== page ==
Female Astronauts, Jake Tapper Admirably Commending Female Coworker, Battle For Women in STEM, Hayden Brown, Taraji P. Henson Fights for Mental Health & Bianca Padilla Ensures Elders’ Healthcare

Out of this World Feminism 

By Natasha Gilman 

While the journey has not been easy or quick, over the past couple years female astronauts have taken important strides for gender equality within American space studies.  Peggy Whitson, a biochemist engineer and NASA astronaut, started her second trip to the space station, and soon after became the first woman to ever command the space station. In 2012, Sunita Williams, also a NASA astronaut, commanded the space station with Whitson and later alone in 2017. These two influential female leaders are the only women to ever command the International Space Station (I.S.S.), demonstrating the lack of female representation within astronomical studies.

According to recent statistics, approximately 90 percent of space travellers are men. Furthermore, the record number of women in space simultaneously is four; meanwhile, there have been many all male trips into space. 

In 2019, NASA astronauts Anne McClain and Christina Koch were scheduled to partake in the first all women space walk. Soon after, NASA expressed that they did not have enough spacesuits to fit both of the women, as NASA’s spacesuits were generally made in larger sizes to fit male astronauts. This limitation proves extremely detrimental to female representation on missions and in commandership. Until 2019 with two exceptions, every woman who has ever travelled to the space station was accompanied by an all-male crew. 

Despite NASA’s attempts to increase equal gender representation in the American Astronaut Corps, an all female space station crew is unfortunately an incredibly distant aspiration.



Jake Tapper Publicly Complimented His Female Co-Worker – Something All Men Should Do

By Zac Cornell

An important story that understandably didn’t get a lot of attention in the aftermath of the 2020 election was a seemingly small act on the part of CNN anchor Jake Tapper. After his colleague Arlette Saenz, a political correspondent who was working the Biden campaign trail completed her live report and they ended her segment, Tapper asked producers to bring her back onto his show where he publicly thanked her and complimented her on her wonderful job over the course of two years covering the Biden campaign.

When Saenz came back on the show, Tapper said, “You’ve done a great job covering this campaign. You really have.” He continued, “You’ve worked really hard, you’ve been on the road for two years, so congratulations on all the hard work. You’ve really done a wonderful job covering the Biden campaign for CNN.” 

Many people on Twitter remarked on how nice this was of Tapper to do. Saenz herself commented on Twitter, “I first met the great @jaketapper when I was a young desk assistant answering phones and making copies at ABC News. 13 years later, this moment meant the world to me!”

The HuffPost wrote about this extraordinary on-air interaction noting that “It was a succinct but thoughtful way to give credit beyond a throwaway ‘thank you for doing your job.’” But of course the more important aspect that the HuffPost also addressed is how impactful a white male giving public credit to a female for a great job could have on that woman’s career which could help the woman gain a promotion and raise. 

HuffPost writer Monica Torres wrote, “Of course, giving credit to your colleagues should not be radical, but it can be a powerful boost to women’s careers ― particularly if the person giving credit is a white man. Decades of research have found that the work of women on teams is too often overlooked in meetings and collaborations, and women face a penalty for sharing their ideas.”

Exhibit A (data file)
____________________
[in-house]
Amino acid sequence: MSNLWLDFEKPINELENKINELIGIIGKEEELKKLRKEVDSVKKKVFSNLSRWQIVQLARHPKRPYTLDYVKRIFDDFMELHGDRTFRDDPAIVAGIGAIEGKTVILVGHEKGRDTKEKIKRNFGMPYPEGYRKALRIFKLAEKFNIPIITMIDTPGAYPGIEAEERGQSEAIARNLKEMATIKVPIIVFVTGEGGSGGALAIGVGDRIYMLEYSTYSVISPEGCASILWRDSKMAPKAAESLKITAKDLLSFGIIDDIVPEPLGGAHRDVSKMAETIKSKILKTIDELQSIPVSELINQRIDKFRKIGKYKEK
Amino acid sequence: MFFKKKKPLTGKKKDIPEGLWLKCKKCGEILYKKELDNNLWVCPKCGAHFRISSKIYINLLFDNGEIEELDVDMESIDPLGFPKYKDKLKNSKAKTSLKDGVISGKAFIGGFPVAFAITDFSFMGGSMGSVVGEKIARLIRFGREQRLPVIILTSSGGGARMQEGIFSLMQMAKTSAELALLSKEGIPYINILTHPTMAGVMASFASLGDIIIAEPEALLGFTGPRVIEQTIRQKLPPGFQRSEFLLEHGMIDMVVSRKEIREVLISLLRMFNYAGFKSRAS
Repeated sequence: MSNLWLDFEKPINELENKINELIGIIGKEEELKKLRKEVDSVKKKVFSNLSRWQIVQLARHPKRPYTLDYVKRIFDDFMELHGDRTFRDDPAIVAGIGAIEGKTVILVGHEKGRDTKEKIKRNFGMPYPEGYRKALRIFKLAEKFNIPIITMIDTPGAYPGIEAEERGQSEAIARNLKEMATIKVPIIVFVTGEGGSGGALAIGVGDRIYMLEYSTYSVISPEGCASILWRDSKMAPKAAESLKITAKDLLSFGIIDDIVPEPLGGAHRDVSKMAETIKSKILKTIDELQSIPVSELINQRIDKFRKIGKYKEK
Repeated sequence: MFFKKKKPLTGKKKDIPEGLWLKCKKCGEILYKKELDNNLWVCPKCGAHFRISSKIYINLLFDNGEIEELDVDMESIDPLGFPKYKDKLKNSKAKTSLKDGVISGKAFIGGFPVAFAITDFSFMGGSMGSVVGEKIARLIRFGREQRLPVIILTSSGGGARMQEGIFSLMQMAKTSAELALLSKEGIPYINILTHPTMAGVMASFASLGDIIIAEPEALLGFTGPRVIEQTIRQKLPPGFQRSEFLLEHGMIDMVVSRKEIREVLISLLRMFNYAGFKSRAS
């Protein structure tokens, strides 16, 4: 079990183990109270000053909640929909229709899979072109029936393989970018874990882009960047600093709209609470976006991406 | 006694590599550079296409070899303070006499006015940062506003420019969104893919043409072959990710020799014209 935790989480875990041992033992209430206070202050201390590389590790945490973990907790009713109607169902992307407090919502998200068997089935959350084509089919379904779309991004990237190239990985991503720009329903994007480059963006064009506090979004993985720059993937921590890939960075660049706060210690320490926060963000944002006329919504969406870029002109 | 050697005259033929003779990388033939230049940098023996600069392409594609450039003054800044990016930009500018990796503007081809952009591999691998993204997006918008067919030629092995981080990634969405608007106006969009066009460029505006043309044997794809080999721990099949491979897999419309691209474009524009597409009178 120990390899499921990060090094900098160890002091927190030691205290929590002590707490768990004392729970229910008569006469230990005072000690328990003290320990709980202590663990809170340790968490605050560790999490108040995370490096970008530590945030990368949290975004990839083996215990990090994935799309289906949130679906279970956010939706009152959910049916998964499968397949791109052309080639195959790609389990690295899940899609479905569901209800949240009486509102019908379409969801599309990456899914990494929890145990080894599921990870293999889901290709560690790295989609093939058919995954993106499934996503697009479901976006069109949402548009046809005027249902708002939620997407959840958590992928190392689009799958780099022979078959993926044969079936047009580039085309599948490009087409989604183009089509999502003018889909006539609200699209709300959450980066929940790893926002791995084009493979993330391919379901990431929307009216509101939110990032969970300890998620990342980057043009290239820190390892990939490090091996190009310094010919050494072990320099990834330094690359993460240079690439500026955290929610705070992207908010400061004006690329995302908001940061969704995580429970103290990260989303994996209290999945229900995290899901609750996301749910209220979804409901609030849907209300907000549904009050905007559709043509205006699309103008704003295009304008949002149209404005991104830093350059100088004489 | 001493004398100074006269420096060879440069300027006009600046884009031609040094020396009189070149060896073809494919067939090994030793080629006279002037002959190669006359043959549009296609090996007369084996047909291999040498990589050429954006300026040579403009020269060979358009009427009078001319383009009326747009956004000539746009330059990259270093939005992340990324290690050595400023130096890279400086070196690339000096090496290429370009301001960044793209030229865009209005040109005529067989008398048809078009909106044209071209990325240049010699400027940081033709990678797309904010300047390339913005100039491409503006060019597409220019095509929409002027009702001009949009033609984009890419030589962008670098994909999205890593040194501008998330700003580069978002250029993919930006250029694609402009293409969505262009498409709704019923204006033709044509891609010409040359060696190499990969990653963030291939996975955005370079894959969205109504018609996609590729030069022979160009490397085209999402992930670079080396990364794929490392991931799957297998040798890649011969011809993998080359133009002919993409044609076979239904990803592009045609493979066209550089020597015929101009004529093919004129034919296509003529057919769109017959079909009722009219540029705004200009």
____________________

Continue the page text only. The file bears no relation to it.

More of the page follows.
Making a big deal about this interaction is important and newsworthy because it is not done very often. And in order to make gender equality a reality in business and other areas, it is important for men to publicly acknowledge great work done by women in order to make sure it is recognized, hopefully leading to proper compensation in the form of title and raise. 

There are numerous articles and studies analyzing gender inequality and why it persists. And while there are also some policies put in place to try and effect change, like California’s Women on Boards (Senate Bill 826) making it mandatory to have at least one woman on corporate boards and banks like Goldman Sachs committing money to help fund female start-ups, Tapper’s behavior is a simple, easy way that people in many different industries and circumstances can employ which could help change mindsets and effect change. We hope more men adopt this habit and it no longer becomes newsworthy. 






The Battle For Women in Stem

By Brett Moriarty

Sadly, women working and learning in the science, technology, engineering, and mathematics (STEM) fields have faced gender discrimination for a long time across the world.

Although the population of women pursuing studies in STEM continues to increase, they remain a considerable minority of the overall student body pursuing these majors. In a 2015 study, 601,658 bachelor’s degrees were awarded in an engineering major at 50 colleges across the country, but only 19.9% of those degrees were awarded to women. At the same colleges, enrollment in these departments was 78.6% male and 21.4% female, with a rough ratio of 8 to 2. Furthermore, many women have gone on record to say that this ratio is uncomfortable and intimidating while in class.

Women are not only discouraged by the statistics themselves, but also in personal experiences throughout their studies and careers in STEM occupations. Nyna Pendkar, a junior engineering student who talked to the UMass Lowell Connector, recounts how her advisor once asked her if she was only majoring in engineering to meet a husband. Another female student from the dame newspaper article describes how she feels unseen in STEM fields. She recalls how she made an observation yet was ignored. A male student made the same remark a few minutes later and received much more praise. 

The stereotype that women are too emotional to make important decisions and lead their own lives goes back hundreds, if not thousands of years, and has created a large block for women interested in STEM. Kavitha Chandra, the associate dean for undergraduate affairs in engineering at UMass Lowell says how “You don’t want to be looked down upon because you’re having a hard time.” Especially in STEM related work, women often silence themselves when they should speak up about any discrimination or complaints because they are scared to be seen as weak. Because of this environment, Chandra says how “They are afraid of making a scene; they feel that this will draw them out and expose them. And they are afraid they are going to be questioned and doubted.”